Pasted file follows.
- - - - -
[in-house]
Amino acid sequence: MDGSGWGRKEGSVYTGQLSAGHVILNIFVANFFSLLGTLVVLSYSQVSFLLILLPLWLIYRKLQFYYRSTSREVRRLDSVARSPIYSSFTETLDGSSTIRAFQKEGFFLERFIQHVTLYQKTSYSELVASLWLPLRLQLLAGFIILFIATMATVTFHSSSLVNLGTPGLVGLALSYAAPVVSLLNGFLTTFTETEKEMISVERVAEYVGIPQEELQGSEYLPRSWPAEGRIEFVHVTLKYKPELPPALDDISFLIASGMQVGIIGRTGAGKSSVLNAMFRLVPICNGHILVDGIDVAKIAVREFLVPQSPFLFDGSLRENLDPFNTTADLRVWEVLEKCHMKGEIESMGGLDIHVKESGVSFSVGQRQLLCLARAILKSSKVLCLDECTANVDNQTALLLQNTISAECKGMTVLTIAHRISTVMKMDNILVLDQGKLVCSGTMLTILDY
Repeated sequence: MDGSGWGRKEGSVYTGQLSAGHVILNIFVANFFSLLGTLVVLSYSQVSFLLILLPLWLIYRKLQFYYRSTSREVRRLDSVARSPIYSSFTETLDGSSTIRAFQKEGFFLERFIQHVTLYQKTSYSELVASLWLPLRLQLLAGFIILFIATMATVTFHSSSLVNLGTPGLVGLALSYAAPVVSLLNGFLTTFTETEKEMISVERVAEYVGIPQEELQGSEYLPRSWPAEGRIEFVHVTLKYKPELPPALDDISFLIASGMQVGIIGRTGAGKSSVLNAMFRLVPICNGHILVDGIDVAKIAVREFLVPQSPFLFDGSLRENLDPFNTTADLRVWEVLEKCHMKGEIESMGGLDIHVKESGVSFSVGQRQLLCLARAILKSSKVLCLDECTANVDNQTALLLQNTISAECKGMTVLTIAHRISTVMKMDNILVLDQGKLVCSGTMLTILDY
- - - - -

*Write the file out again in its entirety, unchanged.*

[in-house]
Amino acid sequence: MDGSGWGRKEGSVYTGQLSAGHVILNIFVANFFSLLGTLVVLSYSQVSFLLILLPLWLIYRKLQFYYRSTSREVRRLDSVARSPIYSSFTETLDGSSTIRAFQKEGFFLERFIQHVTLYQKTSYSELVASLWLPLRLQLLAGFIILFIATMATVTFHSSSLVNLGTPGLVGLALSYAAPVVSLLNGFLTTFTETEKEMISVERVAEYVGIPQEELQGSEYLPRSWPAEGRIEFVHVTLKYKPELPPALDDISFLIASGMQVGIIGRTGAGKSSVLNAMFRLVPICNGHILVDGIDVAKIAVREFLVPQSPFLFDGSLRENLDPFNTTADLRVWEVLEKCHMKGEIESMGGLDIHVKESGVSFSVGQRQLLCLARAILKSSKVLCLDECTANVDNQTALLLQNTISAECKGMTVLTIAHRISTVMKMDNILVLDQGKLVCSGTMLTILDY
Repeated sequence: MDGSGWGRKEGSVYTGQLSAGHVILNIFVANFFSLLGTLVVLSYSQVSFLLILLPLWLIYRKLQFYYRSTSREVRRLDSVARSPIYSSFTETLDGSSTIRAFQKEGFFLERFIQHVTLYQKTSYSELVASLWLPLRLQLLAGFIILFIATMATVTFHSSSLVNLGTPGLVGLALSYAAPVVSLLNGFLTTFTETEKEMISVERVAEYVGIPQEELQGSEYLPRSWPAEGRIEFVHVTLKYKPELPPALDDISFLIASGMQVGIIGRTGAGKSSVLNAMFRLVPICNGHILVDGIDVAKIAVREFLVPQSPFLFDGSLRENLDPFNTTADLRVWEVLEKCHMKGEIESMGGLDIHVKESGVSFSVGQRQLLCLARAILKSSKVLCLDECTANVDNQTALLLQNTISAECKGMTVLTIAHRISTVMKMDNILVLDQGKLVCSGTMLTILDY